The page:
Five years ago, it would’ve been unimaginable to live in a world with a truly patriotic Iran and a deeply autocratic Poland. But that’s what the new world order, where nothing can be predicted anymore, seems to look like.
Trump made Iran great again
Among the many gaffes of Trump’s presidency could be making Iranians a patriotic lot, writes Thomas Erdbrink in The New York Times.
“After years of cynicism, sneering or simply tuning out all things political, Iran’s urban middle classes have been swept up in a wave of nationalist fervor.
The changing attitude, while some years in the making, can be attributed to two related factors: the election of President Trump and the growing competition with Saudi Arabia, Iran’s sectarian rival, for regional dominance.”
“The seeds of the new nationalism were planted with the election of the moderate Hassan Rouhani as president in 2013. It was the first glimmer of hope for Iran’s urban middle classes since the brutal crackdown on street protests following the 2009 presidential election, widely seen as rigged.”
“Then came the Trump administration, and its singular focus on Iran as the source, as the defense secretary, Jim Mattis, has said on numerous occasions, of all the troubles in the Middle East.”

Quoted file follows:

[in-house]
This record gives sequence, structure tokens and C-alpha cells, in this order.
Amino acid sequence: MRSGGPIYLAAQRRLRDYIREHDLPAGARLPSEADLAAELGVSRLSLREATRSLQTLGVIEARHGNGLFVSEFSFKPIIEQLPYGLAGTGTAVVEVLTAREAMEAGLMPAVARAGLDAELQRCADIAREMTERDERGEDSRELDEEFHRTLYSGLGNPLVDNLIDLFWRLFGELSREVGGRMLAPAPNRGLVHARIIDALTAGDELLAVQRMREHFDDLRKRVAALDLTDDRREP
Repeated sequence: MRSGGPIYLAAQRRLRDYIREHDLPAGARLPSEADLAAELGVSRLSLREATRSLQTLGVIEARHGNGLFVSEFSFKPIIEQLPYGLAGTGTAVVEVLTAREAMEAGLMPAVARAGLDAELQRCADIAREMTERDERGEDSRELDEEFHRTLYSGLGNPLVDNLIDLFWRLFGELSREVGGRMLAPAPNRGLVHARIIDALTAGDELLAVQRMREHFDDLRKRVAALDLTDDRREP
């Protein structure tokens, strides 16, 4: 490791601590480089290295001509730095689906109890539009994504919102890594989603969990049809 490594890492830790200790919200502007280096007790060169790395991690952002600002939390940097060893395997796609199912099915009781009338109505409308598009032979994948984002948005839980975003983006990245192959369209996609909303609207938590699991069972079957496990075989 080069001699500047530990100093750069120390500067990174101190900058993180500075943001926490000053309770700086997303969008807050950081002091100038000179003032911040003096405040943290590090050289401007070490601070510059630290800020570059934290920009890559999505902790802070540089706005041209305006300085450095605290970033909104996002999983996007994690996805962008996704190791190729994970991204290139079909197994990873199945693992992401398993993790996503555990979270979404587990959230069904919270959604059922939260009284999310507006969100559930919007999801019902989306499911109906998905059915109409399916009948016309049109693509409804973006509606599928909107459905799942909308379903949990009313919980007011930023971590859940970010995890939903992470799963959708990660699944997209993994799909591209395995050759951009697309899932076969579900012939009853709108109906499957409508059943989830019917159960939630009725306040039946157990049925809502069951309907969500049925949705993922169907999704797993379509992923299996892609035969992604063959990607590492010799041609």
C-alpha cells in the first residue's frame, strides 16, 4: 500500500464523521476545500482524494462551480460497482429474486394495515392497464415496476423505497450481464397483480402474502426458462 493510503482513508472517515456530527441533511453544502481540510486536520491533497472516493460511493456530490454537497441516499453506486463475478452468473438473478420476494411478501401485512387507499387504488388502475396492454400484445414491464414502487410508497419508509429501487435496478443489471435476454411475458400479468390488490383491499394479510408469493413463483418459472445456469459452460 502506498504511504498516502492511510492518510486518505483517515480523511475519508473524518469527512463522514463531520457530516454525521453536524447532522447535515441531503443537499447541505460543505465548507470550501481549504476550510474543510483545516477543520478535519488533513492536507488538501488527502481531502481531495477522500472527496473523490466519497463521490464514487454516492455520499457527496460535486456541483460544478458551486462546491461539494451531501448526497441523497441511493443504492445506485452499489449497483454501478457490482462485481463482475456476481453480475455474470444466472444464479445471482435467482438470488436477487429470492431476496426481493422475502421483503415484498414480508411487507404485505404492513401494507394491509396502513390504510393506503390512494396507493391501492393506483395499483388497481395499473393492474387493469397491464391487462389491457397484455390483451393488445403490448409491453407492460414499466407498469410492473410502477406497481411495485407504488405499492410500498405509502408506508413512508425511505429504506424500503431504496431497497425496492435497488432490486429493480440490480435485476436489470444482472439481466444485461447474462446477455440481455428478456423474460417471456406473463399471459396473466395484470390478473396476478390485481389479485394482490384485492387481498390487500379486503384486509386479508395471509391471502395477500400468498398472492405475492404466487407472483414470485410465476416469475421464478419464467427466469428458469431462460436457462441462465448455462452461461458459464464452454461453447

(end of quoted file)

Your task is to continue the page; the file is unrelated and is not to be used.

“In short, it appears that Mr. Trump and the Saudis have helped the government achieve what years of repression could never accomplish: widespread public support for the hard-line view that the United States and Riyadh cannot be trusted and that Iran is now a strong and capable state capable of staring down its enemies.”
The forward march of Poland’s autocrat
Look at Poland, and you see “the picture of an aspiring autocrat moving fast to make the most of a short window of opportunity in which political and economic circumstances are lined up in his favor,” writes Maciej Kisilowski in Politico.
It’s not just the massive Independence Day march in Warsaw that’s symptomatic of the autocracy taking root in Poland. “Other policies pushed forward by the ruling Law and Justice party (PiS) have incited a similar mix of outrage and bewilderment. Why does Kaczyński (the de facto leader of Poland) not appear to worry that the judiciary he captured may one day be used against his own party? Is he not afraid that antagonizing Germany, a key NATO and EU ally, may eventually help Russian President Vladimir Putin? Is he not uneasy about increasing Poland’s economic vulnerability by lowering the retirement age and introducing massive new welfare spending?
Unfortunately, Kaczyński’s aggressive short-termism is perfectly rational — if he intends to do away with Poland’s democracy altogether.”
“The ruling party seems dead set on building a state apparatus willing to do whatever it takes to protect the regime. And it can do so in large part because of its popularity, which exceeds 45 percent in recent opinion polls.”
Putin’s palatable political opposition